INNOVATION IN RETINA
J. Andy Corley: From Refractive to Retina
A proven innovator enters a new arena.
Jerry Helzner, Senior Editor
Edited By Emmett T. Cunningham, MD, PhD, MPH, and Pravin U. Dugel, MD
Mention the name J. Andy Corley and most members of the ophthalmic community will be quick to place him as the co-founder of Eyeonics, the pioneering IOL developer that brought the accommodative, presbyopia-correcting Crystalens to market in 2003 and was later purchased by Bausch+Lomb. They may also be aware that Mr. Corley led the successful effort to get CMS to adopt a groundbreaking policy in 2005 that allowed patients to choose a presbyopia-correcting IOL while sharing in the cost of this “premium” procedure.
Mr. Corley, who has had a long and successful career in the anterior segment, helping launch refractive procedures such as radial keratotomy and LASIK, has recently gotten involved in the retina area. He has taken a position as executive chairman of NeoVista, a Newark, CA, company that has developed a technology called epimacular brachytherapy for the treatment of neovascular age-related macular degeneration. This first-in-kind therapy, available in Europe and currently under study in the US, uses the company's Vidion ANV Therapy System to deliver a localized dose of radiation to the macula region to maintain vision and reduce the frequency of intravitreal injections for wet AMD patients.
As the co-founder of Eyeonics, J. Andy Corley brought the presbyopia-correcting Crystalens IOL to market in 2003.
“I have been on several teams that successfully launched new products, so I think that part of my role is still ahead of us,” Mr. Corley says. “Meanwhile, I am very excited about the opportunity and learning as much as I can about new developments in retina.”
Mr. Corley said he stayed up one night reading the data on the BRAVO and CRUISE trials that led to the approval of Lucentis for the treatment of retinal vein occlusion.
“That might tell you something about the life I lead,” he joked.
Mr. Corley says he sees the retinal area as a “great challenge,” characterized by a range of chronic and debilitating diseases that currently can be managed but not cured.
“Where we are in retina now reminds me of where cornea stood 20 to 25 years ago,” he notes. “Tremendous challenges, unmet medical needs, a focus on innovation, more investment coming in, a large population of patients and potential patients. We know we can improve outcomes. We know we can do better. Look at corneal transplantation and how far we have come in the past 20 years or so. Not so long ago it was a procedure with very low expectations for the patient. Today, the outcomes have tremendously improved.”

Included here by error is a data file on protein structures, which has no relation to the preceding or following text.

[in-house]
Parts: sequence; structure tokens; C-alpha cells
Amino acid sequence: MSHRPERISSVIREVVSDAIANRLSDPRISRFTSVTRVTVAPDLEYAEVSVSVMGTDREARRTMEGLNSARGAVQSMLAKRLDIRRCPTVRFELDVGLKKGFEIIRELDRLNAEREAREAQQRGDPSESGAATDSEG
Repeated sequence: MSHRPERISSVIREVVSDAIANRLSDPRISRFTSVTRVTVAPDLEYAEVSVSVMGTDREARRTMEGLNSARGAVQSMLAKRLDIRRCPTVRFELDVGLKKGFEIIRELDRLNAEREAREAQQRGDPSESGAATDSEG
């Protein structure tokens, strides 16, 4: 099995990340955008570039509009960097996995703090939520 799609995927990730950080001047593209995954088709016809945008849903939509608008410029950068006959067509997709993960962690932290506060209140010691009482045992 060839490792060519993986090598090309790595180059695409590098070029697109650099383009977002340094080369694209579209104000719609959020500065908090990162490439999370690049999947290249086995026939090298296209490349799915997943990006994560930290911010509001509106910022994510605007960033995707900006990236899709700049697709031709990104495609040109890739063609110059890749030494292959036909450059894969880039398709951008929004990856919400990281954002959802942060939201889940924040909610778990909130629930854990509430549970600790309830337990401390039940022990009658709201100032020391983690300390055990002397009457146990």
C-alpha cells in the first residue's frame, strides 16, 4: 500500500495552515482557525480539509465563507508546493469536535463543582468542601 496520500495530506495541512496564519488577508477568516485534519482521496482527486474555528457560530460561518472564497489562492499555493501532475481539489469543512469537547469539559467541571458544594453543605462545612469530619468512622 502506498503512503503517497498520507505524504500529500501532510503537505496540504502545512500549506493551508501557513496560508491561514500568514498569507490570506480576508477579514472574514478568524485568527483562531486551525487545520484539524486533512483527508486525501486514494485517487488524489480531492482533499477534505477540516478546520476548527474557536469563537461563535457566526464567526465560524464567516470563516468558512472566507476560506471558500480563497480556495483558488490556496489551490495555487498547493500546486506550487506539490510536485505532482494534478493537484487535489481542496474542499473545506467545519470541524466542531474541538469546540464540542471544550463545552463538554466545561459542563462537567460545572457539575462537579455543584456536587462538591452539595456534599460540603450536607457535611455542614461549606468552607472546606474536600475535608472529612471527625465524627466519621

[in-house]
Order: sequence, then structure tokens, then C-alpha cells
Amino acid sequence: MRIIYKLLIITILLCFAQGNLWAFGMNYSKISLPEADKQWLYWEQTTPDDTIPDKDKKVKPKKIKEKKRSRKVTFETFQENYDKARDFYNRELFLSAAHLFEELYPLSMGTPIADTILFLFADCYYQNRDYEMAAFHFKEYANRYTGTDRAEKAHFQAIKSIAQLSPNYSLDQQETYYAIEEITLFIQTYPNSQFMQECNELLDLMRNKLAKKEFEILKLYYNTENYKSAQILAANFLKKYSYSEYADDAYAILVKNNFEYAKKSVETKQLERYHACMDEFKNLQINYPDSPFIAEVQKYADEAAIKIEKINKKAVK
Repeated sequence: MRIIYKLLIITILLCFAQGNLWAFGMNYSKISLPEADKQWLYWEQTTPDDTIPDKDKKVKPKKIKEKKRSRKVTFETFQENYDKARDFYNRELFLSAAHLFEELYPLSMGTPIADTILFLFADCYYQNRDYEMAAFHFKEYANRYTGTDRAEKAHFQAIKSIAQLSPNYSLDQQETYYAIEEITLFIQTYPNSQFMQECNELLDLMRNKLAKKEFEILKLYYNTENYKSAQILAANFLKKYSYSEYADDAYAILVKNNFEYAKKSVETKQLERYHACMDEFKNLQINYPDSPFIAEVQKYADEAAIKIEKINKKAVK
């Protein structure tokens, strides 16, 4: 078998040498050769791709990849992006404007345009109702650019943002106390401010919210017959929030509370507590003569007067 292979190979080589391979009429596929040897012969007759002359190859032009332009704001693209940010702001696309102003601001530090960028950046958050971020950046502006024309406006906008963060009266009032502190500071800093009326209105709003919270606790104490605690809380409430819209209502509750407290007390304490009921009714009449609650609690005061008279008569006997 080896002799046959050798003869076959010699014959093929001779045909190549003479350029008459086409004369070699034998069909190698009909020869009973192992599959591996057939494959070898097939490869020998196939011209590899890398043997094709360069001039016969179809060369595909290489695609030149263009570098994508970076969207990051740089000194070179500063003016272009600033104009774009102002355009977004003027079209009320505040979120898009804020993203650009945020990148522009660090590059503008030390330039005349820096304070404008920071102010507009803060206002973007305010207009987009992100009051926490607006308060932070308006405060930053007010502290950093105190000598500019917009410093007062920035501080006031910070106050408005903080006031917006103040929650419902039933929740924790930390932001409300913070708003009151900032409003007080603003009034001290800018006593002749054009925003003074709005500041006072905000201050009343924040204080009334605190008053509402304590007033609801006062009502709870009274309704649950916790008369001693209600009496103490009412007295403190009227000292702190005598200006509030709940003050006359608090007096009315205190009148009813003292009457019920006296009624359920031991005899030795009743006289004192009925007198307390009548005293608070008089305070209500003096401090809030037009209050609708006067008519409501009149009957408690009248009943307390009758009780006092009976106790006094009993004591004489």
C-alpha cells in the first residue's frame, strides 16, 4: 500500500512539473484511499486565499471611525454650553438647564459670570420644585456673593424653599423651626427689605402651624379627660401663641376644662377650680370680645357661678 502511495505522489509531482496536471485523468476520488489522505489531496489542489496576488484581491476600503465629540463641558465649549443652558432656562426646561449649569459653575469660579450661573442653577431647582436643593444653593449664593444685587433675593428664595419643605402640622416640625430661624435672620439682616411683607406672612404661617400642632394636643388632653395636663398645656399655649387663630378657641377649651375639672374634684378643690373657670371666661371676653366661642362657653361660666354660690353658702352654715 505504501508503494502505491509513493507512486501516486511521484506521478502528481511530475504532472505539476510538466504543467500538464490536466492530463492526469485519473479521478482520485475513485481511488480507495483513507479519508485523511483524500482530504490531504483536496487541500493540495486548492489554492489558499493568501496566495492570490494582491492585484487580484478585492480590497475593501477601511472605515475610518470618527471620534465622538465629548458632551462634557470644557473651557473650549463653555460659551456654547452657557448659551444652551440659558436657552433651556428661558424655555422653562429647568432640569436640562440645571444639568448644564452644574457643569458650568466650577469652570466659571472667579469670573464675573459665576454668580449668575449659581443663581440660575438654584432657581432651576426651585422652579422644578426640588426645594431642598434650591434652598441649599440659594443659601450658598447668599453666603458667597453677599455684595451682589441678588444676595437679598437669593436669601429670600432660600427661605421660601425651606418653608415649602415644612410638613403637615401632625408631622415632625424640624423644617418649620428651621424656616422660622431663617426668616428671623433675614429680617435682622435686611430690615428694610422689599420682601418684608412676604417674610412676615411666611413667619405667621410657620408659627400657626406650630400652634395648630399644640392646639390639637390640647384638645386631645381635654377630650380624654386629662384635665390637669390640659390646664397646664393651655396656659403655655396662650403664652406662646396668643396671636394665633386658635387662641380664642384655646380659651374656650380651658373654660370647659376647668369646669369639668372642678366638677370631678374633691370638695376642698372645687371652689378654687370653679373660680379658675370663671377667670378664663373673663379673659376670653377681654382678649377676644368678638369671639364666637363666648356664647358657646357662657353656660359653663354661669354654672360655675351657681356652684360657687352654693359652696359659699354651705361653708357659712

Recently, Mr. Corley spent two days observing a retina practice in action.
“What amazed me was the number of patients coming in for intravitreal injections for wet AMD. We have to find an alternative to the burden of monthly visits that is being put on doctors and patients,” he says. “Whether it is radiation and drugs, or sustained-release implants and radiation, or some other combination, we have to develop therapies that produce more durable responses. The retina doctors need more tools.”
As the executive chairman of NeoVista, Mr. Corley has entered the retinal arena, using radiation to treat wet AMD.
Mr. Corley says he has very positive impressions of the retina community in the short time he has been involved with NeoVista.
“These are some of the most intelligent and outstanding people you could find,” he asserts. “I'm just starting to form relationships within the retina community. I have lots of physician friends whose knowledge I rely on. I will continue to depend on the voice of the customer as my guiding information source for strategic decisions.
At NeoVista, Mr. Corley doesn't get too involved in current day-to-day operations as he notes that the company “has an experienced and dedicated management team.” He does pass on his ideas to management and expects his role to grow significantly as the launch of NeoVista's Vidion device grows nearer.
“I find retina a fascinating and rapidly changing space,” concludes Mr. Corley. “It meets all of the criteria for increased innovation: many unmet medical needs, new technologies that can be developed, approved and applied to those needs, and a large, growing market that can now attract major investors who will make big commitments in hopes of a financial return.”
In addition to his role at NeoVista, Mr. Corley, a graduate of Georgia Southern University, is also involved in venture capital investments as a partner in One Focus Ventures and has recently formed Yelroc Consulting, which assists in the development of medical devices. RP